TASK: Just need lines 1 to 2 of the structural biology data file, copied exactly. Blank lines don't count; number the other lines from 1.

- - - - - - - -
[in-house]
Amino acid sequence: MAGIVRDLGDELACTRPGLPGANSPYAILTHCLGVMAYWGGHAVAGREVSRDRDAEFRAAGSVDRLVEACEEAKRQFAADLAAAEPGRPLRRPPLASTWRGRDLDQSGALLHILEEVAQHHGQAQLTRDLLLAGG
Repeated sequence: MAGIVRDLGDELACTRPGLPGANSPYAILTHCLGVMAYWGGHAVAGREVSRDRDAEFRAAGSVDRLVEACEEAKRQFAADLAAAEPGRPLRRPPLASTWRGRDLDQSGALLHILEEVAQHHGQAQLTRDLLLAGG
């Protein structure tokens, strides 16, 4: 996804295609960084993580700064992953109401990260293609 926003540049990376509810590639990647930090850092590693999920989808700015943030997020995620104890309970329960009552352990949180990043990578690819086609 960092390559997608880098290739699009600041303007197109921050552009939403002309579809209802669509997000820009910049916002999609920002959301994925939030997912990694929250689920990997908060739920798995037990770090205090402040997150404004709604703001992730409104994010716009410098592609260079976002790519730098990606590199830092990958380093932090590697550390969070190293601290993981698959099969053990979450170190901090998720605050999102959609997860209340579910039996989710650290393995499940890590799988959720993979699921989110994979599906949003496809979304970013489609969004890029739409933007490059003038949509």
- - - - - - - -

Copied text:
[in-house]
Amino acid sequence: MAGIVRDLGDELACTRPGLPGANSPYAILTHCLGVMAYWGGHAVAGREVSRDRDAEFRAAGSVDRLVEACEEAKRQFAADLAAAEPGRPLRRPPLASTWRGRDLDQSGALLHILEEVAQHHGQAQLTRDLLLAGG